Botanical name: Roylea cinerea Family: Lamiaceae (Mint family)
Synonyms: Roylea elegans, Roylea calycina, Phlomis calycina
Ashy Royleais a pleasantly aromatic shrub, up to 1.8 m tall. Stems, including older woody parts, are densely greyish velvety with a covering of prostrate and some spreading glandular hairs. Leaves are 2-4 x 0.7-3 cm, ovate, toothed to almost lobed, flat or somewhat narrow at the base. Leaf-stalks are up to 8 mm long. Flower-spikes consists of 4-12-flowered, separated clusters on very short peduncles. Bracts are linear-subulate, about 3.5 mm. Flowers stalks are 0.5 mm. Sepal cup is about 1.5 cm, tube about 6-7 mm; sepals nearly equal, elegant, oblong-elliptic narrowed at base, net-veined, 7 x 2 mm, rigid. Sepals scarcely enlarging in fruit. Flowers are white or pink, about 1.3 cm; tube slender straight, about 9 mm, ringed; upper lip is entire, hairy; lower lip 3-lobed, median slightly larger. Nutlets are about 3.5 x 2 mm, flat at the tip. Ashy Roylea is found in the Himalayas, from Kashmir to Nepal, at altitudes of 1200-3700 m. Found flowering in September.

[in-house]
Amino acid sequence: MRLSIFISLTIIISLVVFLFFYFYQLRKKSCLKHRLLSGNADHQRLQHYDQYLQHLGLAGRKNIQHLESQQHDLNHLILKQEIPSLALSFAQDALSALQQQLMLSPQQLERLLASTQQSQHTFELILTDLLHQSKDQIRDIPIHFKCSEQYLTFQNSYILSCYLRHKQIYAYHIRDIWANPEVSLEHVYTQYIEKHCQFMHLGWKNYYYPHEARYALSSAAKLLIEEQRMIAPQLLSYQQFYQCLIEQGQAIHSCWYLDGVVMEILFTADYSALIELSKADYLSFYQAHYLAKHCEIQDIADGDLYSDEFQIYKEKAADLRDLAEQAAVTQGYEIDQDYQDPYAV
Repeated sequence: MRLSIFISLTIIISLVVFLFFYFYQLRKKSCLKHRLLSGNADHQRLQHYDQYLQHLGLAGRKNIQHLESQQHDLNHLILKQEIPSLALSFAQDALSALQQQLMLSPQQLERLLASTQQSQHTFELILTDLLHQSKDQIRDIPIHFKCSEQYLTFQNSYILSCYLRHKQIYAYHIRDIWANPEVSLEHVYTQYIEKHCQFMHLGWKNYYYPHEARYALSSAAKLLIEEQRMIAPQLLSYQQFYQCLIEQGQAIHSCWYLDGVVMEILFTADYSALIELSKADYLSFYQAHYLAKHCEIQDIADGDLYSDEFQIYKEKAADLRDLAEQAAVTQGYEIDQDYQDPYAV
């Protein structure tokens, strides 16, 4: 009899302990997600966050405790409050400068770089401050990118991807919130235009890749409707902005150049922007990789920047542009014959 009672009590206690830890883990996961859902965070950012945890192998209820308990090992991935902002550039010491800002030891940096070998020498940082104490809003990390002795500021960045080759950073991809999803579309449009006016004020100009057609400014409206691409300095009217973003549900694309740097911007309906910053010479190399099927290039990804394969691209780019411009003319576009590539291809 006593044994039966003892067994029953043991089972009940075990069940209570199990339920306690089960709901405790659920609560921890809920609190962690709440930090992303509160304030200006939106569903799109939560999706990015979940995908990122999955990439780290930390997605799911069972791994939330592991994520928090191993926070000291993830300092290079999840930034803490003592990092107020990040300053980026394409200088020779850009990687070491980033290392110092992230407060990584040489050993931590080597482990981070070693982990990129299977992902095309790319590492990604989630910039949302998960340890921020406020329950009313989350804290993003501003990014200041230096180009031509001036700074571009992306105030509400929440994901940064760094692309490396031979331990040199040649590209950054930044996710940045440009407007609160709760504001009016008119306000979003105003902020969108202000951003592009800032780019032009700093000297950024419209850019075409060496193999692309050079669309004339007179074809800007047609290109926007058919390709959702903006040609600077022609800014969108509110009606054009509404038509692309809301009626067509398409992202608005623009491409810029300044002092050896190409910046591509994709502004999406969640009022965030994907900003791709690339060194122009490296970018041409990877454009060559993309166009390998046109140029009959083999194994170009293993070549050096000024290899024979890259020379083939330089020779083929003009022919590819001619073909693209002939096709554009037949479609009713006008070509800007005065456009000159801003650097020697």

Medicinal uses: Ashy Roylea is used as a febrifuge.
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